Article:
This wrap was created with accessibility in mind – I wanted it to be simple to knit, and incredibly wearable. It’s made with Quince & Co. Kestrel, a 100% organic linen that’s easy to knit with, comfortable to wear, and super easy to wash (throw it in the machine in a delicate bag). The linen is heavy enough to keep you warm on spring and summer nights, but will never leave you sweating.
The simple welted texture is random, completely reversible, and creates a classic, timeless look. The pattern is knitted on the bias, increasing in width as you go, so you can make it any size you like and you never have to worry about running out of yarn. We’ve written the pattern with a line-by-line chart, to help you keep track of your rows (a beneficial thing for everyone, but especially helpful for people with learning disabilities). And the final bonus – it’s a FAST knit on 6mm/US10 to 7mm/US10.75 needles (think quick mother’s day gift)!
I loved out first version of the Quaker Yarn Stretcher that we made a second in a lighter, springier colour. We used the same yarn, one skein of Handmaiden Maiden Hair, but we tried some larger (7mm/US10.75) needles this time and got an even lighter, airier effect. It still makes a great, light-as-air scarf, but you can see in the pictures below it’s a perfect wrap for cool summer evenings and chilly wedding halls everywhere. Or just drape it on things around your hose and enjoy the prettiness all year (I seriously used to have a friend who did this – she used to art-direct her apartment long before blogging and the internet. Her for-display-only yarn basket was what got me into knitting).
The yarn, Handmaiden Maiden Hair, is just gorgeous, I absolutely adore working with it before, during, and after the project. Apparently you do to, so we have ordered more in some springier colours and it is on it’s way!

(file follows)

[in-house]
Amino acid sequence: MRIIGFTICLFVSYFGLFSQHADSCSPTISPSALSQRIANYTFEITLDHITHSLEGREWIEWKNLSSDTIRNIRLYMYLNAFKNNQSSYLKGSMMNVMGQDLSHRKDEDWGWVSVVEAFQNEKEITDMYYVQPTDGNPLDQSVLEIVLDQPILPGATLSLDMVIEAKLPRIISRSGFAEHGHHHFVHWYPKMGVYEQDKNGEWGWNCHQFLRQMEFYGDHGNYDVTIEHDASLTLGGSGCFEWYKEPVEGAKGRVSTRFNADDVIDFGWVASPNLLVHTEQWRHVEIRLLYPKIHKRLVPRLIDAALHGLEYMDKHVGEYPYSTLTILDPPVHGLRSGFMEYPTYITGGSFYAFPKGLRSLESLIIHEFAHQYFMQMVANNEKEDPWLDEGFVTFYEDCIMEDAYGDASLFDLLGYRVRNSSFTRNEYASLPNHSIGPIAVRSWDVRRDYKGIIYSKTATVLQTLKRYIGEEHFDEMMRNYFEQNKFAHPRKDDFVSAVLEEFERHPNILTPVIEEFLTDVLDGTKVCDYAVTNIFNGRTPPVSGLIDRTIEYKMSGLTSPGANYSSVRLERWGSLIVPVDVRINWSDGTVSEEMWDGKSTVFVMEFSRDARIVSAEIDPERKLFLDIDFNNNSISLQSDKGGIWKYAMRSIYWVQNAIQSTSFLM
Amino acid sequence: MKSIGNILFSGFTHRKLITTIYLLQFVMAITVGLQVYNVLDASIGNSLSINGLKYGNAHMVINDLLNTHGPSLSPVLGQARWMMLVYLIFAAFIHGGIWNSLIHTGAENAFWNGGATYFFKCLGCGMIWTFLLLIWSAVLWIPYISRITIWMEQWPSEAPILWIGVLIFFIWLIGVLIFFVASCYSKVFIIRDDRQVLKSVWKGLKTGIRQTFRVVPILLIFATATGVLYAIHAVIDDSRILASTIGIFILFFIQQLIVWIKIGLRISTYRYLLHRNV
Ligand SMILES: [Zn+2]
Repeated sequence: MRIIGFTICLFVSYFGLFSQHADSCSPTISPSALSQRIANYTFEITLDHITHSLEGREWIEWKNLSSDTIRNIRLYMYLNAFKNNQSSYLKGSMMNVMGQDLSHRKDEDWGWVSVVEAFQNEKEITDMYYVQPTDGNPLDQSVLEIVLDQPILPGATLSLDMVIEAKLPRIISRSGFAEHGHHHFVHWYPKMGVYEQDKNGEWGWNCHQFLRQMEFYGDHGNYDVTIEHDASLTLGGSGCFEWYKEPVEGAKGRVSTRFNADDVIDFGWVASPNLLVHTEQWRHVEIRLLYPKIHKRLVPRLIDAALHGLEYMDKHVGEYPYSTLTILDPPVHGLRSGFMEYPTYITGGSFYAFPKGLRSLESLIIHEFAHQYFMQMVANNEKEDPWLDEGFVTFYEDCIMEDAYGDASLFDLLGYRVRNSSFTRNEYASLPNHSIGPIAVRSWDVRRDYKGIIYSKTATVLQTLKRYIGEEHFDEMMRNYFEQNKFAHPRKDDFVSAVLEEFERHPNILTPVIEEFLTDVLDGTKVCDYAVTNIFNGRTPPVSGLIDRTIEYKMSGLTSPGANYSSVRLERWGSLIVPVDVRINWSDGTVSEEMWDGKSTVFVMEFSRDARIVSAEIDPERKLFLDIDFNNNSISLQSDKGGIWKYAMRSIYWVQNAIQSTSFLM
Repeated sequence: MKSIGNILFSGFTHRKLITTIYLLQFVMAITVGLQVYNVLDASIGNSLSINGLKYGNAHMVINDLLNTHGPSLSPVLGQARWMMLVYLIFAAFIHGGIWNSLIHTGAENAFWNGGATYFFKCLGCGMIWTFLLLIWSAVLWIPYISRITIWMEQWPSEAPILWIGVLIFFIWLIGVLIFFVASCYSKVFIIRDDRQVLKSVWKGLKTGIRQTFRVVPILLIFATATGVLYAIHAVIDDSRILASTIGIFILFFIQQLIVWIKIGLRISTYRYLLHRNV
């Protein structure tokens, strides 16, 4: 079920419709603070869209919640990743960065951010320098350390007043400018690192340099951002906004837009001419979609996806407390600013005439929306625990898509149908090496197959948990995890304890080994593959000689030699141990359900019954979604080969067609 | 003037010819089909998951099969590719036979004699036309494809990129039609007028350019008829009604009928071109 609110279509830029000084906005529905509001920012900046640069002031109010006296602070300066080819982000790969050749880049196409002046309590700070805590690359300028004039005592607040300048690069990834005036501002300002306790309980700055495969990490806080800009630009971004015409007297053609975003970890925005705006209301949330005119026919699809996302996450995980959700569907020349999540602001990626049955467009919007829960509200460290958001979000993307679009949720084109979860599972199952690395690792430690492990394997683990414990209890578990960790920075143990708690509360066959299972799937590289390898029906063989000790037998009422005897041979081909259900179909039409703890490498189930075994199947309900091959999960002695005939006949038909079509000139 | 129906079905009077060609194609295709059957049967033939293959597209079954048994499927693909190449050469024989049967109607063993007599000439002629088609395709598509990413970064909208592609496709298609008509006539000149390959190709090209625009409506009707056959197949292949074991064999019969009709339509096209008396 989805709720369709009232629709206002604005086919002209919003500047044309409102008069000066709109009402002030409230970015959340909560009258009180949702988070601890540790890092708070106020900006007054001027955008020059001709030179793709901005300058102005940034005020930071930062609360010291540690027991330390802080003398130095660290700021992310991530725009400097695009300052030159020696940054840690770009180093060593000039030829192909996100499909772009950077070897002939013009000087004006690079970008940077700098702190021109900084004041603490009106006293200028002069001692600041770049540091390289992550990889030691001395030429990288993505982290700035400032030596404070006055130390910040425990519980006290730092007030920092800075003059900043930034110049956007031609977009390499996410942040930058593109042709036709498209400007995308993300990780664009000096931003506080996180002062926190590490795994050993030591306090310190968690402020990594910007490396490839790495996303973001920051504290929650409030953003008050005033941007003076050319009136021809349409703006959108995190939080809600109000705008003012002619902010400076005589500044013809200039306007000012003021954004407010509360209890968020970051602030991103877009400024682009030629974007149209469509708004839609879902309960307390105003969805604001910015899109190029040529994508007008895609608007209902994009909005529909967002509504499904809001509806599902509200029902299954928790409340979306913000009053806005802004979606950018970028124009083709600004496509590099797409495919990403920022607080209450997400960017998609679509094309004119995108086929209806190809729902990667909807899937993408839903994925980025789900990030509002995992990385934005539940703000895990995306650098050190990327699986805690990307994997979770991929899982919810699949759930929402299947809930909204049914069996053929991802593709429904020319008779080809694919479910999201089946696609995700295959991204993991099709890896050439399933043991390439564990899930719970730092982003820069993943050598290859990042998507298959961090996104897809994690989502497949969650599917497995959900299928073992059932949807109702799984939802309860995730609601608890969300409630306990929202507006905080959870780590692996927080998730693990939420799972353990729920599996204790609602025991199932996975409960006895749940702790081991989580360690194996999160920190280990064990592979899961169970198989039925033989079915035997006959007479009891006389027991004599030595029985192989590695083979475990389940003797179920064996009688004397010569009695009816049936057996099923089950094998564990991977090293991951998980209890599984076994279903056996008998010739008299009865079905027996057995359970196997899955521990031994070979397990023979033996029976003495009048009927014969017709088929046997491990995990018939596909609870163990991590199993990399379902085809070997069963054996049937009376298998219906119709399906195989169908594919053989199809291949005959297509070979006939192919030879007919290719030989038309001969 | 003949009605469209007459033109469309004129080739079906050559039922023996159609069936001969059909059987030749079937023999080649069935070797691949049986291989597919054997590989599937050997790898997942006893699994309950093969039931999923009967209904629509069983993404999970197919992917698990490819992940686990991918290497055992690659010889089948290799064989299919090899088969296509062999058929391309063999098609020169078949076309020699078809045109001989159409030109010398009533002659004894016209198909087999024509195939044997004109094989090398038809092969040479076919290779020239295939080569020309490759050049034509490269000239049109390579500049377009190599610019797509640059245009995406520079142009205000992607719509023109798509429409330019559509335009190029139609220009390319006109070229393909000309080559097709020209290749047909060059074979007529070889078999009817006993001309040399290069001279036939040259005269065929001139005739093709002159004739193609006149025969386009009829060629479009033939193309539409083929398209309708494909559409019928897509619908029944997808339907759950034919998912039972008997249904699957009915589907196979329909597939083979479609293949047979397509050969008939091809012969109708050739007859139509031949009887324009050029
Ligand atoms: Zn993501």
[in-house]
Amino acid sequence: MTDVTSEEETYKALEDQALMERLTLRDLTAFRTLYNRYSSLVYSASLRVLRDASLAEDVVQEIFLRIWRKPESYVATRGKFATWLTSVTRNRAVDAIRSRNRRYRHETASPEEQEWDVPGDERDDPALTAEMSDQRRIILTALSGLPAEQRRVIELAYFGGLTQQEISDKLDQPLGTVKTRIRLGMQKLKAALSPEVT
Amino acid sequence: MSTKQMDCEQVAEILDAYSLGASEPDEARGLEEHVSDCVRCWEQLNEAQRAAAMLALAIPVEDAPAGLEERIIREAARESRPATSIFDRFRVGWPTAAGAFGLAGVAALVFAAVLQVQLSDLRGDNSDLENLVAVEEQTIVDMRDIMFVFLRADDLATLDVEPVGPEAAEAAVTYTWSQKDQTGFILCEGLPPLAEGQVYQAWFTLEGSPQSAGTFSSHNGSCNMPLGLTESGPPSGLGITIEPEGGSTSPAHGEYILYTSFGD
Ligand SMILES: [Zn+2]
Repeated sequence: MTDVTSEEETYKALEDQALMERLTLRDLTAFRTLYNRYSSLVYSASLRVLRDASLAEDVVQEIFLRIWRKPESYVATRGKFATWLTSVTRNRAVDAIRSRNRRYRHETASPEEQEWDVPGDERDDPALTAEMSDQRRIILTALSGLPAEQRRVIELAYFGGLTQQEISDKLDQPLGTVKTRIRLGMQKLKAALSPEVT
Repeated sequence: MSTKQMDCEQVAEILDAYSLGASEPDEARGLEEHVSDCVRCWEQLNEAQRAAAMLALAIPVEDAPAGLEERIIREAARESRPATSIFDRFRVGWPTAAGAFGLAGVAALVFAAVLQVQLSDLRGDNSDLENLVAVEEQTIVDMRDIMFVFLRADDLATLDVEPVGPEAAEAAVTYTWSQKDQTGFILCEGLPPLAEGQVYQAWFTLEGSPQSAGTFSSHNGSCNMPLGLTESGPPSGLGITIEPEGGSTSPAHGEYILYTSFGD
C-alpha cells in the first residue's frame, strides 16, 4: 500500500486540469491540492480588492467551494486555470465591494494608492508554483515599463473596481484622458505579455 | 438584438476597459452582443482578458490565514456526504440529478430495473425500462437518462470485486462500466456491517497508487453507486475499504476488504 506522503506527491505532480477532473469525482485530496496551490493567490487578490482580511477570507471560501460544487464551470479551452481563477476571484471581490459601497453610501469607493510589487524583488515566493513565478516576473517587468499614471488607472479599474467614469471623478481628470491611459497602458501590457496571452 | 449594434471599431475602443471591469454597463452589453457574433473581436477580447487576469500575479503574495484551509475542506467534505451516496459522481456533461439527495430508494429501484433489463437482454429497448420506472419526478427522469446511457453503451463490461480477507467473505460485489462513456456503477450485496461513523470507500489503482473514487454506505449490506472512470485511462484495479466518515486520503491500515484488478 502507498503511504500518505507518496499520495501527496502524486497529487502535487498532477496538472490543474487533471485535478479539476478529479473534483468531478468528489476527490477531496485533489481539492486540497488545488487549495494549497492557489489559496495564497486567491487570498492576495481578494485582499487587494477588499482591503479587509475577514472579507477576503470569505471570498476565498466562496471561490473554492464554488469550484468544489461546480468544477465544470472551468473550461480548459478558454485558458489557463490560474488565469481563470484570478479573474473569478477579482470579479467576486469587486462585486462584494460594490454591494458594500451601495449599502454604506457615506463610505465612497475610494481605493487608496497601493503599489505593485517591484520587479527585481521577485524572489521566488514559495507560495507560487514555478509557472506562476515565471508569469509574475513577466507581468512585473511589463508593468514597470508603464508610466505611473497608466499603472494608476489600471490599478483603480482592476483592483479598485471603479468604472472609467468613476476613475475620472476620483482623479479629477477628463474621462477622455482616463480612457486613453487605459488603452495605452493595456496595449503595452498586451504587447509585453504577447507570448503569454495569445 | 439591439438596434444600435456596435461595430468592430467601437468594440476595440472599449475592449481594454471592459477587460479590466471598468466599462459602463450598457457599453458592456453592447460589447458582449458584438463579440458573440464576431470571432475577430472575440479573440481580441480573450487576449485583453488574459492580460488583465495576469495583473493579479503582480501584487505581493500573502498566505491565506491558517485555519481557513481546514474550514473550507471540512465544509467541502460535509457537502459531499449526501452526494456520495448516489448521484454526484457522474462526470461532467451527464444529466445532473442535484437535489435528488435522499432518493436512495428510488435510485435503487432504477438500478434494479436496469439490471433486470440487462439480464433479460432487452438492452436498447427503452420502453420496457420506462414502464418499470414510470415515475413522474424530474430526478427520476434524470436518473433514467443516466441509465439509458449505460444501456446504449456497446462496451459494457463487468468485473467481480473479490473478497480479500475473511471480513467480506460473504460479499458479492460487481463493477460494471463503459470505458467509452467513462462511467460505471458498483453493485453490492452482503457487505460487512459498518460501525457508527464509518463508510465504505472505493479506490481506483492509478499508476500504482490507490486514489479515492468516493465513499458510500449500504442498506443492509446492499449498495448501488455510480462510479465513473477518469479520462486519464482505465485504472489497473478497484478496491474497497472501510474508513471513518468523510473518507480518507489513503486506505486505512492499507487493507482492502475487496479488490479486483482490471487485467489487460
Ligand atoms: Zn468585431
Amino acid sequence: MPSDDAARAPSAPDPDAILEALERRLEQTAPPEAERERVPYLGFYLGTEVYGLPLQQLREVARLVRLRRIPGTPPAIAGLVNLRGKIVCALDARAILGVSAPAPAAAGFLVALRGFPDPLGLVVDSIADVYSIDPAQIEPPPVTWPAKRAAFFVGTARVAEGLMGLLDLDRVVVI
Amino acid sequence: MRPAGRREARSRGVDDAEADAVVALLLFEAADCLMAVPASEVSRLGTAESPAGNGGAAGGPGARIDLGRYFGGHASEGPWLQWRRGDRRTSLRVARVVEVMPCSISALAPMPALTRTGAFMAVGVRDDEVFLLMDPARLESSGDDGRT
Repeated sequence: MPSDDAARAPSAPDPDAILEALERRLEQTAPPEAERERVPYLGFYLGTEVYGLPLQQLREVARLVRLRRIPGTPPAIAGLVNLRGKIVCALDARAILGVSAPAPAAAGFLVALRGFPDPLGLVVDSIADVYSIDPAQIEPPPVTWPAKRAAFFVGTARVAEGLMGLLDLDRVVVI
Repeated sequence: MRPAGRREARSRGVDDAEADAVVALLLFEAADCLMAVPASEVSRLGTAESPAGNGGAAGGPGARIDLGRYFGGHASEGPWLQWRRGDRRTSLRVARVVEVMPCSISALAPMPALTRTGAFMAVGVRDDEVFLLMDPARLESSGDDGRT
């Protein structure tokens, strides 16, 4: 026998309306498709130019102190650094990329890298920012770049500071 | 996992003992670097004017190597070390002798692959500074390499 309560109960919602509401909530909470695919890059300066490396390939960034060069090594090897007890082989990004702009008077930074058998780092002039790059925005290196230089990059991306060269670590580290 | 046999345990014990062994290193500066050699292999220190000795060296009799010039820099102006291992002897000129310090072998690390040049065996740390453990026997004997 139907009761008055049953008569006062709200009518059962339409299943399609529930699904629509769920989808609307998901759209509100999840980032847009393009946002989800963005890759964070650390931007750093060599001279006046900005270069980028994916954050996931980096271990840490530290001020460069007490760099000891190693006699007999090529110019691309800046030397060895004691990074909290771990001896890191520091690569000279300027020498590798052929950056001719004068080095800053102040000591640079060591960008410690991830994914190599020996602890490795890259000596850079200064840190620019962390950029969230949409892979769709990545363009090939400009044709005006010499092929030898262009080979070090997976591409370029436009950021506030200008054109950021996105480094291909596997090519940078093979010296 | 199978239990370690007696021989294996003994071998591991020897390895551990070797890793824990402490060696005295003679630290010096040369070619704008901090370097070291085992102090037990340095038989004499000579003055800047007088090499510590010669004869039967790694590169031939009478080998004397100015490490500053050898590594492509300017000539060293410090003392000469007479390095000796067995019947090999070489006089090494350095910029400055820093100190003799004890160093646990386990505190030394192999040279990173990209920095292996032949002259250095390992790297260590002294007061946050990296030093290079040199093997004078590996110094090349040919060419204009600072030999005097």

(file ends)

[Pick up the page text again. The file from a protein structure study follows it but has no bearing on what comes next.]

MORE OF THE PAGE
We accidentally changed the pattern and worked e rows of garter stitch instead of reverse-stocking stitch, but it isn’t highly noticeable (see modifications below)
I splurged and got myself a second set of Knitter’s Pride Knit Blockers, because I absolutely freakin’ LOVE THEM. Blocking the shawl was a dream with them, they are my favourite new thing.
R 1 to 12: Work Rows 1 to 12 as written in pattern
Mallory finished our Chevron Baby Blanket made with Urth Uneek Worsted and it’s just a beautiful as I thought it would be. Our turned out a bit smaller than expected, but we only used 2 skeins of yarn. I’ve done the math and adjusted the number for larger sizes for you, including suggestions for the yarn required. Urth Uneek Worsted is a really special yarn – it’s a gorgeous, hand-painted, self-striping, machine washable super-soft merino wool, and their colourways absolutely GLOW with life.
The pattern is straightforward (and free), and the yarn is soft and stunning, so I don’t think you can go wrong with this project.
If you are looking for a similar look but can’t handle the price-tag, try using Berroco Comfort Print. It’s soft, machine washable, self-striping, costs a third of the price, and the yardage is the same as the Urth Uneek Worsted. If you go with this option be sure to choose the colours that are labelled ‘stripes’ – it also comes in variegated colours.